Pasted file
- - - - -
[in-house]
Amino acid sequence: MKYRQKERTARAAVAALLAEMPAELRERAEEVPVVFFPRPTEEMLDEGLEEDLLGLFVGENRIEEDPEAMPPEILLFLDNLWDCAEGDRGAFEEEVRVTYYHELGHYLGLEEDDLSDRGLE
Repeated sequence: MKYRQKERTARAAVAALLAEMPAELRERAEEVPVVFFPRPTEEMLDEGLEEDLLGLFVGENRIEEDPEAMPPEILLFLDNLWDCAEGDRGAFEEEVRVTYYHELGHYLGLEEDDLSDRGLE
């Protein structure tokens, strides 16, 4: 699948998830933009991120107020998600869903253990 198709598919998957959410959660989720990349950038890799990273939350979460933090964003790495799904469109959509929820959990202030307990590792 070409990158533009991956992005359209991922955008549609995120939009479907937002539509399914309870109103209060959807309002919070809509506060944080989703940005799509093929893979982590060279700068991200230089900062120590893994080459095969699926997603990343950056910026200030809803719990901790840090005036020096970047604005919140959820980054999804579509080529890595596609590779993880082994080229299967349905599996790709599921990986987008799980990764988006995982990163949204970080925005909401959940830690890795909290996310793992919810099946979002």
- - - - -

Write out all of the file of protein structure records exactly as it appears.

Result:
[in-house]
Amino acid sequence: MKYRQKERTARAAVAALLAEMPAELRERAEEVPVVFFPRPTEEMLDEGLEEDLLGLFVGENRIEEDPEAMPPEILLFLDNLWDCAEGDRGAFEEEVRVTYYHELGHYLGLEEDDLSDRGLE
Repeated sequence: MKYRQKERTARAAVAALLAEMPAELRERAEEVPVVFFPRPTEEMLDEGLEEDLLGLFVGENRIEEDPEAMPPEILLFLDNLWDCAEGDRGAFEEEVRVTYYHELGHYLGLEEDDLSDRGLE
């Protein structure tokens, strides 16, 4: 699948998830933009991120107020998600869903253990 198709598919998957959410959660989720990349950038890799990273939350979460933090964003790495799904469109959509929820959990202030307990590792 070409990158533009991956992005359209991922955008549609995120939009479907937002539509399914309870109103209060959807309002919070809509506060944080989703940005799509093929893979982590060279700068991200230089900062120590893994080459095969699926997603990343950056910026200030809803719990901790840090005036020096970047604005919140959820980054999804579509080529890595596609590779993880082994080229299967349905599996790709599921990986987008799980990764988006995982990163949204970080925005909401959940830690890795909290996310793992919810099946979002």